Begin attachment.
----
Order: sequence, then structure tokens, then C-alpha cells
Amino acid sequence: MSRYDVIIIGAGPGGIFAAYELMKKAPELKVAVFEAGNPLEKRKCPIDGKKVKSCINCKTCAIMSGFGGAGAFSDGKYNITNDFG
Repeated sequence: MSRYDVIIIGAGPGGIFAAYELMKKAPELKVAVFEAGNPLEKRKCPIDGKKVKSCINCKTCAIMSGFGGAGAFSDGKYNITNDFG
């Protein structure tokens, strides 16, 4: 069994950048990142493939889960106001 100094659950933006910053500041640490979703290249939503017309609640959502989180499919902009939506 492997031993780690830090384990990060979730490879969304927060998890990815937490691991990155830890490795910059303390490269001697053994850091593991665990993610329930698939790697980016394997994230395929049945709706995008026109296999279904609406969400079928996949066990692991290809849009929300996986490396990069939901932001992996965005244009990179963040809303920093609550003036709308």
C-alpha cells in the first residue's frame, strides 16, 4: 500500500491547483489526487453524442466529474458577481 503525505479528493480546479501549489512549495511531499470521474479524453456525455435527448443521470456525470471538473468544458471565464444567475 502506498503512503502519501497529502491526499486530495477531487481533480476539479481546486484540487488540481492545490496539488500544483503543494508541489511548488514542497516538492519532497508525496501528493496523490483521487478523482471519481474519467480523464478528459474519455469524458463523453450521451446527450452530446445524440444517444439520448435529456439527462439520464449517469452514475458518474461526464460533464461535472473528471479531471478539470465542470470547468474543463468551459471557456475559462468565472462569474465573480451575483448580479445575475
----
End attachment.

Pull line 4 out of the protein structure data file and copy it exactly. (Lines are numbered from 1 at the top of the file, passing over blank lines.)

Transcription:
């Protein structure tokens, strides 16, 4: 069994950048990142493939889960106001 100094659950933006910053500041640490979703290249939503017309609640959502989180499919902009939506 492997031993780690830090384990990060979730490879969304927060998890990815937490691991990155830890490795910059303390490269001697053994850091593991665990993610329930698939790697980016394997994230395929049945709706995008026109296999279904609406969400079928996949066990692991290809849009929300996986490396990069939901932001992996965005244009990179963040809303920093609550003036709308």